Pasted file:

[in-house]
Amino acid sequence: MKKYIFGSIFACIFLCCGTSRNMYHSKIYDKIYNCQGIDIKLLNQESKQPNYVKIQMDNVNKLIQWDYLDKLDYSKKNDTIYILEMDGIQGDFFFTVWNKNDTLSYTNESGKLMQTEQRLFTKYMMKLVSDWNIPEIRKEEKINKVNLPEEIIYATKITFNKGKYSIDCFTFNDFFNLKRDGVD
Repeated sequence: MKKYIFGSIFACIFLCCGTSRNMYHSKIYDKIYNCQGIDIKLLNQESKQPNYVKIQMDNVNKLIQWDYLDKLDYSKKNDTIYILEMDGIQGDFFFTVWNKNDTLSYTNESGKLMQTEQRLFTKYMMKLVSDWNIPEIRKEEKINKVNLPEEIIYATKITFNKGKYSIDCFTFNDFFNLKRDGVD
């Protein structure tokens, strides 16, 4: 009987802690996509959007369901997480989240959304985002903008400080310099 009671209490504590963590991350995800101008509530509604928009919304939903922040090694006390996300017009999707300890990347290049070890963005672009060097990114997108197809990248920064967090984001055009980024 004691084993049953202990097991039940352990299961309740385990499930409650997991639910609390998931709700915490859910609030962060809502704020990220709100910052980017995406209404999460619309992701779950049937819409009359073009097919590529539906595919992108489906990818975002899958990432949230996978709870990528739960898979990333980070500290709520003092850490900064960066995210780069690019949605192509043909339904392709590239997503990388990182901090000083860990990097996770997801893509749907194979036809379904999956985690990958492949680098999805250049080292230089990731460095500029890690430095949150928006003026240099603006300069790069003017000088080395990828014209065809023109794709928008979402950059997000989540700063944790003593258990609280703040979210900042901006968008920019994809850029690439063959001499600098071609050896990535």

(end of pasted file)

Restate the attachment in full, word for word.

[in-house]
Amino acid sequence: MKKYIFGSIFACIFLCCGTSRNMYHSKIYDKIYNCQGIDIKLLNQESKQPNYVKIQMDNVNKLIQWDYLDKLDYSKKNDTIYILEMDGIQGDFFFTVWNKNDTLSYTNESGKLMQTEQRLFTKYMMKLVSDWNIPEIRKEEKINKVNLPEEIIYATKITFNKGKYSIDCFTFNDFFNLKRDGVD
Repeated sequence: MKKYIFGSIFACIFLCCGTSRNMYHSKIYDKIYNCQGIDIKLLNQESKQPNYVKIQMDNVNKLIQWDYLDKLDYSKKNDTIYILEMDGIQGDFFFTVWNKNDTLSYTNESGKLMQTEQRLFTKYMMKLVSDWNIPEIRKEEKINKVNLPEEIIYATKITFNKGKYSIDCFTFNDFFNLKRDGVD
């Protein structure tokens, strides 16, 4: 009987802690996509959007369901997480989240959304985002903008400080310099 009671209490504590963590991350995800101008509530509604928009919304939903922040090694006390996300017009999707300890990347290049070890963005672009060097990114997108197809990248920064967090984001055009980024 004691084993049953202990097991039940352990299961309740385990499930409650997991639910609390998931709700915490859910609030962060809502704020990220709100910052980017995406209404999460619309992701779950049937819409009359073009097919590529539906595919992108489906990818975002899958990432949230996978709870990528739960898979990333980070500290709520003092850490900064960066995210780069690019949605192509043909339904392709590239997503990388990182901090000083860990990097996770997801893509749907194979036809379904999956985690990958492949680098999805250049080292230089990731460095500029890690430095949150928006003026240099603006300069790069003017000088080395990828014209065809023109794709928008979402950059997000989540700063944790003593258990609280703040979210900042901006968008920019994809850029690439063959001499600098071609050896990535």